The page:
Good morning. Here’s everything you need to know in the world of advertising today.
1. Snapchat is making the UK its international headquarters. It’s an unusual move for a US tech company, with other firms usually choosing to base their international operations in European countries that have lower rates of corporation tax.
2. Following the close of its merger with Verizon, Yahoo announced that what’s left of the company will be changing its name to Altaba. It includes Yahoo’s 15% stake in Alibaba and a part of Yahoo Japan.
3. Marissa Mayer, the CEO of Yahoo, is resigning from the company’s board. She will step down after Yahoo’s $4.8 billion merger with Verizon is completed.
4. Ad tech company Rocket Fuel is laying off 11% of its staff, AdExchanger reported. The move will affect 93 employees and is expected to save $20 million in operating expenses.
5. Trump’s son-in-law Jared Kushner will step down as publisher of the Observer. Kushner will “no longer have an ownership stake” in the Observer business or play any role in its affairs, the company said.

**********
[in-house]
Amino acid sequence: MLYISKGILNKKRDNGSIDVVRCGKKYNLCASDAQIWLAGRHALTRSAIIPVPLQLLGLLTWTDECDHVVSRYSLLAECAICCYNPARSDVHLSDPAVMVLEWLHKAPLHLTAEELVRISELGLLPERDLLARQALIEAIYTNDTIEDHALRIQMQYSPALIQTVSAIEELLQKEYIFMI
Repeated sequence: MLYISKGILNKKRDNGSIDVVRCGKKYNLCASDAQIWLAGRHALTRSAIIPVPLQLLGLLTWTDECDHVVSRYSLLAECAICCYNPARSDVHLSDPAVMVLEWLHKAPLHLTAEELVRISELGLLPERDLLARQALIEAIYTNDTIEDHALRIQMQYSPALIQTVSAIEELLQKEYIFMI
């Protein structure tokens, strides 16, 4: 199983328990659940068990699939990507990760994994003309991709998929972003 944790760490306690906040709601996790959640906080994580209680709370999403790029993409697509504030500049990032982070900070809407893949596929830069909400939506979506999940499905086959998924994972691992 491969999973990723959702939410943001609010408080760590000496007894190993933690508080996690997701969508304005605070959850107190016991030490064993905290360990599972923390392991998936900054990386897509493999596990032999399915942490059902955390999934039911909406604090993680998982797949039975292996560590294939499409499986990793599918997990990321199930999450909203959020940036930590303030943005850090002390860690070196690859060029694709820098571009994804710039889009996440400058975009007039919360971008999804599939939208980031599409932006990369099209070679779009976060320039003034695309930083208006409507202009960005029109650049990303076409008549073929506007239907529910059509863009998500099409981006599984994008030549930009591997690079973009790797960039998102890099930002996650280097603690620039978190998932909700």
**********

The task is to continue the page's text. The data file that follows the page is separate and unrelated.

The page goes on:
6. Two of Britain’s biggest tabloid newspaper groups are getting together to fight dying sales.Trinity Mirror, owner of the The Daily Mirror, confirmed that it is in talks with Richard Desmond’s Northern & Shell, which owns The Daily Express and The Daily Star.
7. These are Oppenheimer analyst Jason Helfstein’s three key reasons to be bullish on Facebook this year . Helfstein named Facebook as his firm’s top internet stock pick for 2017 in a note distributed to clients on Monday.
8. Publicis Groupe is set to appoint one of its former media agency executives, Andrew Swinard, as CEO of Leo Burnett in North America, according to The Wall Street Journal. Publicis is also in talks to acquire the two agencies Swinard currently runs, The Abundancy and Ardent.
9. Facebook will begin testing “mid-roll” ads in videos, The Wall Street Journal reports. It has been testing the format for Facebook Live videos already.
10. Yahoo’s chief revenue officer Lisa Utzschneider says marketers care more about the Verizon deal than the recent hacks, The Drum reports. Utzschneider said that advertisers she was meeting with were already inquiring over what a “post-deal Yahoo” would have to offer them.
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